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Money Smart Success Stories - Fall 2008

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Personal Statements and Essay Contests: Sharing Money Smarts and Success Stories the "Write" Way

In 2005, The Women's Resource Center of Greater Houston, a Money Smart financial education partner, found a new and exciting way to conclude its money management classes. As each class for middle-school students, high schoolers, and adults nears completion, participants are asked to write an essay about how their financial behavior has changed as a result of the Money Smart training. As an incentive, each essay is judged, and the winning authors are honored at a luncheon during which they receive a $500 award.

Although an essay contest can be a highly effective way to reinforce personal finance skills gained through the Money Smart program, FDIC Community Affairs staffers comment that simply encouraging students to write or speak publicly about their progress can help all participants learn from their successes and those of their classmates.

"For a student of any age, writing about your experiences as a money manager is valuable because it helps you think through the class material, analyze your behavior, and perhaps see other opportunities for improvement," said Irma Matias, an FDIC Community Affairs Specialist.

Added Luke W. Reynolds, Chief of the FDIC's Community Affairs Outreach Section, "An assigned essay is also a way to measure results. This is a way for the instructor to see students beginning to implement money management strategies."

Here is an excerpt from one of the winning essays from The Women's Resource Center in Houston. This essay was written by a divorced mother who thought she "knew it all," but realized the Money Smart class taught her how to "manage money more efficiently, which in turn has allowed me to save and invest more wisely." Among the changes she has made: direct-depositing a portion of her paycheck into a savings account; buying more generic products and items on sale, which can save money without sacrificing quality; increasing her 401(k) retirement savings at work; and starting a college savings account for her children's education. "With the help of these classes," she said, "my entire life has completely turned around for the better, and truly I can say that I am beginning to see a brighter future."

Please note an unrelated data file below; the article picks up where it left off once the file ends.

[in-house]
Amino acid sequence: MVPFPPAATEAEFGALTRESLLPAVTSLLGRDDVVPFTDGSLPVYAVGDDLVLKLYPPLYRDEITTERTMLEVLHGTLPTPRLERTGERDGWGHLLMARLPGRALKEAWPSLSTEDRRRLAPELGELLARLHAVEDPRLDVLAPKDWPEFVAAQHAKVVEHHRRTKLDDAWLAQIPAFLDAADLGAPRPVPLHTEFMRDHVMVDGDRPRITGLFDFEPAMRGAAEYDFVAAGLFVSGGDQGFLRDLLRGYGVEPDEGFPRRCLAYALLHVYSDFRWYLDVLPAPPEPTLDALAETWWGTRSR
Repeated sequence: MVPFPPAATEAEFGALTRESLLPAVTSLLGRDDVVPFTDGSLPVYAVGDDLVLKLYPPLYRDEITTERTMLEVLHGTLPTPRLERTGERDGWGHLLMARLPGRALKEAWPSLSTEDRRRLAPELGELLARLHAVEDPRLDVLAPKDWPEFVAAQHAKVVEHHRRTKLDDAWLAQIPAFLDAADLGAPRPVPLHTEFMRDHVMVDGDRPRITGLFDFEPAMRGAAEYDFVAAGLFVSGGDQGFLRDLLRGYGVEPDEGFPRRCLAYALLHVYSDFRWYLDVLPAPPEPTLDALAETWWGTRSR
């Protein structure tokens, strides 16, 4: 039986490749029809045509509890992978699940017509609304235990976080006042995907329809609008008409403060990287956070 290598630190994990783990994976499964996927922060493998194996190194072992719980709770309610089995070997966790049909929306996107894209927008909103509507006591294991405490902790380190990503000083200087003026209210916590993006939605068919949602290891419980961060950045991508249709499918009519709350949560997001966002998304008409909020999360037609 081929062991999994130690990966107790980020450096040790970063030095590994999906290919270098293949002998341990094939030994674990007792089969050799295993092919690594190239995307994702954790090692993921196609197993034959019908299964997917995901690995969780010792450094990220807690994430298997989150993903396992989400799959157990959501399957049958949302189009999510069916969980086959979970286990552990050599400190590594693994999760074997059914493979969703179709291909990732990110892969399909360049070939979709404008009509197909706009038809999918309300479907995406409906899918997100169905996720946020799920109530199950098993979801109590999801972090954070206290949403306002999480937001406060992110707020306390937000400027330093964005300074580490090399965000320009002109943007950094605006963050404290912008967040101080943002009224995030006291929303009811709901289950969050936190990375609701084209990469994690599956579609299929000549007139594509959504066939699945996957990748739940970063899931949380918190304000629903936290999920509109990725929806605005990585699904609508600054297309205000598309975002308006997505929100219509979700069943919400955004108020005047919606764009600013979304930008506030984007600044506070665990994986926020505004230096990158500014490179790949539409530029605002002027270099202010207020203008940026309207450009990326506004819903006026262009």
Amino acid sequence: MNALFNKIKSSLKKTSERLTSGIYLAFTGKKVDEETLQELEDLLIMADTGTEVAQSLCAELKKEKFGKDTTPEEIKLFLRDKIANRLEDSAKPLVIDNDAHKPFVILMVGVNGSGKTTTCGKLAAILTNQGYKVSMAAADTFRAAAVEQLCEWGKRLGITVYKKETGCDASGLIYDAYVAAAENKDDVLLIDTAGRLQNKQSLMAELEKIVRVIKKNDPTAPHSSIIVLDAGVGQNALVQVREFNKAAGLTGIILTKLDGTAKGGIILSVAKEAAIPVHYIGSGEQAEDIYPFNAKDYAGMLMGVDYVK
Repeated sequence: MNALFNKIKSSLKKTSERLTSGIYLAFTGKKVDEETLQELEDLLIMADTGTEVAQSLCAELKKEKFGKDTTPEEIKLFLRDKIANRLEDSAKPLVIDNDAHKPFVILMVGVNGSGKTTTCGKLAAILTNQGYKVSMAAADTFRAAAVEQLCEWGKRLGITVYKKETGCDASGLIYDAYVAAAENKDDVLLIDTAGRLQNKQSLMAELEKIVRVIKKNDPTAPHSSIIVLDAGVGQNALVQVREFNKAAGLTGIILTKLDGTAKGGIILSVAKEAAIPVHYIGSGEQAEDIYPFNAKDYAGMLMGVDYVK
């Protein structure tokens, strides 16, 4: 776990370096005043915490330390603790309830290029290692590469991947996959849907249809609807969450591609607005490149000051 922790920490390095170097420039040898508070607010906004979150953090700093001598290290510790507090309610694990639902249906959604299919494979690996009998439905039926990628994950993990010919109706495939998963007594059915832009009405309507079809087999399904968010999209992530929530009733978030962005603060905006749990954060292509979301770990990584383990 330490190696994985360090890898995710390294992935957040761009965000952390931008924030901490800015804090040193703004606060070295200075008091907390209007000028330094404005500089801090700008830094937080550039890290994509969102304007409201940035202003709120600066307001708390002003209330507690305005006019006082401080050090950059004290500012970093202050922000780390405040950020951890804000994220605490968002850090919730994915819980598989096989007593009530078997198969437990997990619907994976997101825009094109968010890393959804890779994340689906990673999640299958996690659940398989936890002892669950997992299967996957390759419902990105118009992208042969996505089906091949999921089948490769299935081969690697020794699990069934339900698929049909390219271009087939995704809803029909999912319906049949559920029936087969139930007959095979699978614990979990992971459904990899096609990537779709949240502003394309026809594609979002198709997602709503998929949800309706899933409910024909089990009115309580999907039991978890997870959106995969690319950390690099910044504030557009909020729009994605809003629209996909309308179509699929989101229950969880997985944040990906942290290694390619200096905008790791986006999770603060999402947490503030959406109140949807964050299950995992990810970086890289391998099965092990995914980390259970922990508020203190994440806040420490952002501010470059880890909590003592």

Would you like to challenge students to write a personal essay – and maybe even participate in an essay contest? Here are some tips from FDIC staff.

  • Consider tying the theme to a specific topic or message from class. For example, an adult class could write about what it means to "pay yourself first," and a class for teens could write about "how to responsibly use a credit card."
  • Reflect on actions taken and lessons learned. This can help students understand how to apply what they learn in class to daily consumer behaviors.
  • Think small and simple. Avoid involved and time-consuming essays that may discourage participation.
  • Don't limit your essay to the written word. Options could include student-produced videos that can be shared with the class.
  • With a little effort, an essay contest can motivate students and generate publicity for your financial education program. Consider developing low-cost marketing materials; for example, flyers to recruit future participants and press releases to alert the local media about a potential "feel-good" story. Select contest judges who can lend credibility to the contest and help market the event to the broader community. Present awards that will encourage participation. For example, a local financial institution or business could award a U.S. Savings Bond.

Are you using creative teaching tools that Money Smart educators and partners might find useful? Send the details to Money Smart News. The best contributions may appear in a future issue of our newsletter.

See more Money Smart success stories (Read more.)




Last Updated 10/28/2008 MoneySmartNews@fdic.gov